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Bitcoin, Ether, XRP price analysis 22 May 2019: Prices tighten

Andrew Munro 22 May 2019 NEWS

cryptocurrency volatility bad Image: Gettycryptocurrency volatility bad

After this week's ups and downs, prices are tightening up and traders are sitting back.

The markets as a whole have remained steady in the last 24 hours with Bitcoin (BTC) holding position just shy of $8,000, but comfortable enough not to make a meaningful break in either direction. As is customary, Ether (ETH) and XRP ("the Ripples") have mirrored BTC's movements relatively closely, with occasional diversions.

Bitcoin

Picture not described: btc-annotated-prices-22-may.jpg Image: Getty

Whenever you get a big move in one direction or the other, some periods of volatility will often follow until it settles into a new price range. This is well and truly on display here, with the last week seeing plenty of major price moves in both directions.

The most recent was a price spike that coincided with the CBS show 60 Minutes covering Bitcoin in detail, and it was followed by some price aftershocks.

But as you can see, Bitcoin has started trading in a narrower range over the last couple of days. Now traders are increasingly sitting back, catching their breath and counting their money (or their losses) while they wait for the next big move. This is reflected in the declining volume (candles on the bottom row) of the last few days.


Ether

Picture not described: eth-annotated-prices-22-may.jpg Image: Getty

Ether has had a big week in the markets, if not in the news. Overall, it's mirroring BTC prices but with extra volatility – as is typical.

Most notably, its volumes have been exceptionally high recently. In the big dump on 20 May, it hit its highest notional volume on Coinbase since December 2017, right at the height of the bull run.

Notional volume is the volume as measured in USD, so it's a combination of the amount of Ether being moved as well as its USD price. More Ether was moved in the big dump on 17 May, but its total USD value was less than the amount sold a few days later on 20 May.

The glum way of looking at this is that traders are twitchy and ready to quickly sell in vast amounts when there are profits to be taken or if it looks like a drop is imminent. But the happy way of interpreting it is that those two big drops exhausted a lot of the selling pressure, paving the way for a more civilised rise.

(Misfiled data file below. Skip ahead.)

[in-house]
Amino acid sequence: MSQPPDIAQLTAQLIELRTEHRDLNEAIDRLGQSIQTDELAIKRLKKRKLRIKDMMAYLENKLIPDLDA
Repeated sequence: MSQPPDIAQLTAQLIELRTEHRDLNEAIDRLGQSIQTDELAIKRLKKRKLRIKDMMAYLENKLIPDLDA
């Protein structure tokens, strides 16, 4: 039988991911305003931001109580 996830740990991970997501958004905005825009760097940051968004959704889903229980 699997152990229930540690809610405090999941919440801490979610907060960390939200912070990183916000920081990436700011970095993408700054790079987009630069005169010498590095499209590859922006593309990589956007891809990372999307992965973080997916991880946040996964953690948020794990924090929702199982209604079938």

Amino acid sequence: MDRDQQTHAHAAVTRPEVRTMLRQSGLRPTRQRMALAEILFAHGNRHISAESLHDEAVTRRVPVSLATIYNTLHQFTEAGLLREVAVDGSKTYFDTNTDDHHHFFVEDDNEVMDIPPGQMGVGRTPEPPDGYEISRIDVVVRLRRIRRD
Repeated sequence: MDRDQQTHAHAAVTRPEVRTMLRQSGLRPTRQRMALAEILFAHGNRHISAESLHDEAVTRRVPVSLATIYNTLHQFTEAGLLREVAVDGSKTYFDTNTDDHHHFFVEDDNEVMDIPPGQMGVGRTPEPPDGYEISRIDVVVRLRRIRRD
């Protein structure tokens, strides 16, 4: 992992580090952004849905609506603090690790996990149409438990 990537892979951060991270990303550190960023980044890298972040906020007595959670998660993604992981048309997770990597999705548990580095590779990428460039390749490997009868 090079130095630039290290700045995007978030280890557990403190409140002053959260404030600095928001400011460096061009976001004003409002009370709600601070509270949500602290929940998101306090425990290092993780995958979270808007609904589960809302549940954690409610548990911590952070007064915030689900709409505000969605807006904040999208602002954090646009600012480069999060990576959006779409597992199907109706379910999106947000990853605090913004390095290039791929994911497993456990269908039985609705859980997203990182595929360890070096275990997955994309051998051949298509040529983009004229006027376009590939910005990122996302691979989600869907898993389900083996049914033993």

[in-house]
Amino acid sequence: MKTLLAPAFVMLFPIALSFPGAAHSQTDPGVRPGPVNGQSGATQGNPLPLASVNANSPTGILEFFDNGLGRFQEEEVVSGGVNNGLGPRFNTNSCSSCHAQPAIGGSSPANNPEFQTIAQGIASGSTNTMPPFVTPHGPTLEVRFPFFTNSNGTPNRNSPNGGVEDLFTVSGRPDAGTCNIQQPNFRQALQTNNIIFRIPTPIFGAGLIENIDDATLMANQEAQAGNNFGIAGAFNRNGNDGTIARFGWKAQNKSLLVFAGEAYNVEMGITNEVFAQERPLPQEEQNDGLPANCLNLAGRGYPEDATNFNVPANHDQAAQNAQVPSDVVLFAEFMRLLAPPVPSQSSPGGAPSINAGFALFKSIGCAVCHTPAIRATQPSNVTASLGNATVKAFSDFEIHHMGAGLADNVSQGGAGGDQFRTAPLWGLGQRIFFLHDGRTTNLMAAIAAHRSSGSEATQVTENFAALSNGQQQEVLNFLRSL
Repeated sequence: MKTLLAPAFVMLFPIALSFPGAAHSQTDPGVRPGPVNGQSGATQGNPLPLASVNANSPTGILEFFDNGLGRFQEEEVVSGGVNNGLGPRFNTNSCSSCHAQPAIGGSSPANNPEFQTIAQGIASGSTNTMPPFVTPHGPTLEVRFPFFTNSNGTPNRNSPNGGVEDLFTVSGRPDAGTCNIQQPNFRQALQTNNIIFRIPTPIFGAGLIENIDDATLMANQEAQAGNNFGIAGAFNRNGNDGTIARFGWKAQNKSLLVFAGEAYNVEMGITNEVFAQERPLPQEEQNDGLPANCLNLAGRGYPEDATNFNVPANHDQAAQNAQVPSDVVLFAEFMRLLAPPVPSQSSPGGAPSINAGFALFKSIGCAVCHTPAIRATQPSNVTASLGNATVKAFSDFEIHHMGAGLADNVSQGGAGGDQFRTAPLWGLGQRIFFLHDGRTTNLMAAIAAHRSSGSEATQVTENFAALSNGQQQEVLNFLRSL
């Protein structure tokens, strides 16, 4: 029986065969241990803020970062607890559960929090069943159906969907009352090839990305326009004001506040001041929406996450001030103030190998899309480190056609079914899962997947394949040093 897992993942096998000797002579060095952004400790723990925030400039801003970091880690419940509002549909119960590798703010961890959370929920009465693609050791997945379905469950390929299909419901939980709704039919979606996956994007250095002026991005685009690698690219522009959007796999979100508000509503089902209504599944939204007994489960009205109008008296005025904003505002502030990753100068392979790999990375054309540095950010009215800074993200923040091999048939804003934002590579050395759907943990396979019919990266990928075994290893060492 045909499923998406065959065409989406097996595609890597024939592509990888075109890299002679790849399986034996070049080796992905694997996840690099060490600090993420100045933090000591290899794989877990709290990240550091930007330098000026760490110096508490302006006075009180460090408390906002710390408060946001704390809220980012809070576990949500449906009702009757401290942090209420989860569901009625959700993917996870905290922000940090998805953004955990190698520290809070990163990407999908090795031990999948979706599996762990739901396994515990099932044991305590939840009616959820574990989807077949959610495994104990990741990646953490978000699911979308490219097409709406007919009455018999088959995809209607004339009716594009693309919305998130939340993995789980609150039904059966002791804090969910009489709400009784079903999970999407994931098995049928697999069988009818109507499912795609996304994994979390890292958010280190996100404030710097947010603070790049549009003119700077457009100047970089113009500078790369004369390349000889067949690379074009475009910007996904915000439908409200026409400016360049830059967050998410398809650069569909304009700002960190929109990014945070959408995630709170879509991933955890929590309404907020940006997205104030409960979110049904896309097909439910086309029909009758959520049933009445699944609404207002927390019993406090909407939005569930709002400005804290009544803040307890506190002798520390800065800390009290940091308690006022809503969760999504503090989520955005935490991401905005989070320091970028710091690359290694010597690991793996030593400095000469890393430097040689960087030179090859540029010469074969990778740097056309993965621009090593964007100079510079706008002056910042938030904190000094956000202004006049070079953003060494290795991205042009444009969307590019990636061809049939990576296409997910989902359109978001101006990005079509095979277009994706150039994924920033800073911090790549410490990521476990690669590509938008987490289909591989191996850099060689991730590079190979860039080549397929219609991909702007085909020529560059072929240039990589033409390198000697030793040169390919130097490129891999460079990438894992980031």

XRP

Picture not described: XRP-annotated-prices-22-may.jpg Image: Getty

XRP has had an interesting week, and like other coins, seems to be reaching an inflection point of sorts.

It naturally reflected the Bitcoin dump of five days ago, and broadly mirrored Bitcoin prices too, but its movements may carry extra significance given its price oddities over the last year. In September 2018, it more than doubled to over 50 cents even as the rest of the crypto markets remained flat. It didn't properly yield that price range until November.

This is reflected in XRP's longer term moving average (MA), such as the 200-day MA (the yellow line).

Analysts have spent some of the last week getting excited about XRP's performance relative to that because it might signify that XRP has started punching above its weight even when you take into account those days in the 50 cent range late last year. Indeed, when you add a shorter term moving average, such as the 50-day (red line), you can get a clearer picture of how XRP is really performing.

Note that as you get to the pointy and more recent end of the chart, the 50-day and 200-day moving averages start oscillating across each other more frequently. This is basically the bears and bulls fighting, as people say.

But one of the signs that has people optimistic in the short term is the fact that the red line broke away from the pattern towards the end, and came out on top of the yellow line. The reason this is considered good news is because it shows what might not be apparent from the prices alone.

It shows that despite the drop on 20 May, and despite the ups and downs day to day, XRP is currently trending upwards relative to its own performance in previous months.

But as the ancient adage goes, past performance is no guarantee of future returns.


Disclosure: The author holds BTC, BNB, ATOM and IOTA at the time of writing.

Disclaimer: This information should not be interpreted as an endorsement of cryptocurrency or any specific provider, service or offering. It is not a recommendation to trade. Cryptocurrencies are speculative, complex and involve significant risks – they are highly volatile and sensitive to secondary activity. Performance is unpredictable and past performance is no guarantee of future performance. Consider your own circumstances, and obtain your own advice, before relying on this information. You should also verify the nature of any product or service (including its legal status and relevant regulatory requirements) and consult the relevant Regulators' websites before making any decision. Finder, or the author, may have holdings in the cryptocurrencies discussed.

Picture: Shutterstock

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